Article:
Scientists finally have a better idea why certain meals send you running for the bathroom. The discovery provides insight into the connection between your gut and brain and may point toward new therapies for intestinal disorders such as irritable bowel syndrome. "There is really a gut skin cell that sits there and fires action potential like a nerve cell," said Arthur Beyder, M.D., Ph.D., who studies enterochromaffin (or EC) cells at Mayo Clinic. "It's like a Morse code . . . . They're communicating." The fact that these cells are activated by adrenaline means the brain is in touch with the gut, as well. But, we don't know why. "It could be communicating with the microbiome," Dr. Beyder suggested. Via Washington Post.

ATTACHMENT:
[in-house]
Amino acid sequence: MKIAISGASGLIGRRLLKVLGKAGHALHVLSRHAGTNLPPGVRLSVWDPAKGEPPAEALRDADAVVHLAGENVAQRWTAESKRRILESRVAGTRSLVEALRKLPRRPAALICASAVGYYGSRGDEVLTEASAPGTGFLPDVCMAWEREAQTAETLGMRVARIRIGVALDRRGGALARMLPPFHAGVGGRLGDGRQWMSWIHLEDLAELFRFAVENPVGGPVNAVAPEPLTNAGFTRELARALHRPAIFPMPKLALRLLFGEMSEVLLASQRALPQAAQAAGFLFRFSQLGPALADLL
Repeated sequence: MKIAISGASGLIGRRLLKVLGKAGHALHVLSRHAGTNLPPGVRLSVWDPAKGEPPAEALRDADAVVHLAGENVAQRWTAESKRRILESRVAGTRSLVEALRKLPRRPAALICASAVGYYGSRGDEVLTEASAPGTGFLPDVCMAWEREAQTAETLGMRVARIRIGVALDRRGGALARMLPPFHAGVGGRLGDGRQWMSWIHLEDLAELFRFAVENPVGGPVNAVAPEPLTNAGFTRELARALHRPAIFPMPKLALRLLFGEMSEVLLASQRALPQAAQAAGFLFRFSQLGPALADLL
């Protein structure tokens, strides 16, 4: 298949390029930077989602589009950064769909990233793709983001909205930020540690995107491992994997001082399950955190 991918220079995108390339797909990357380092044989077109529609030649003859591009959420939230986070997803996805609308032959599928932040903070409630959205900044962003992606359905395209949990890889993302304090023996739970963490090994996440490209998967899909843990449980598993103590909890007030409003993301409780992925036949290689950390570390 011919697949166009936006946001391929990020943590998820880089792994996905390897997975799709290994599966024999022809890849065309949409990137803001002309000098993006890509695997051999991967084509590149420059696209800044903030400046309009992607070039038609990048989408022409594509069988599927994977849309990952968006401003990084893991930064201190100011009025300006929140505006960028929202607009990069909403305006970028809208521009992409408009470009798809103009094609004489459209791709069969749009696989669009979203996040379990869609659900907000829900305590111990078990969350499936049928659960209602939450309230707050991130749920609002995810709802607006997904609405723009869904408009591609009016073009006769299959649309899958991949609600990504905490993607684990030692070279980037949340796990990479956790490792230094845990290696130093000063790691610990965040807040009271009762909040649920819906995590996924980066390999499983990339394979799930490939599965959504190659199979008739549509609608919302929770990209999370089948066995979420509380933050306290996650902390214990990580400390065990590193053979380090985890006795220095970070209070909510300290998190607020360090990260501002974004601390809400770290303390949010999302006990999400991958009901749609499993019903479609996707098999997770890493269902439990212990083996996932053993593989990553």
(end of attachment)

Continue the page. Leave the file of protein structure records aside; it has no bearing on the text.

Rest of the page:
Study Says Breastfeeding Could Lower Mom's Risk of Heart Disease, Stroke
In the observational study, researchers analyzed data on 289,573 women in China and found that those who breastfeed were almost 10% less likely to develop heart disease and stroke than mothers who said they had never breastfed. The study found that there was an even lower risk for those who breastfed their babies for two years or more. While there is a lot of research about the positive effects of breastfeeding for babies, ranging from strengthened immune systems to fewer allergies, there isn't as much research on the effects on mothers, according to Lori Blauwet, M.D., Director of the Cardio-OB Clinic at Mayo Clinic in Rochester. Via USA Today.
Best Children’s Hospitals 2017: 3 MN Facilities Make U.S News Rankings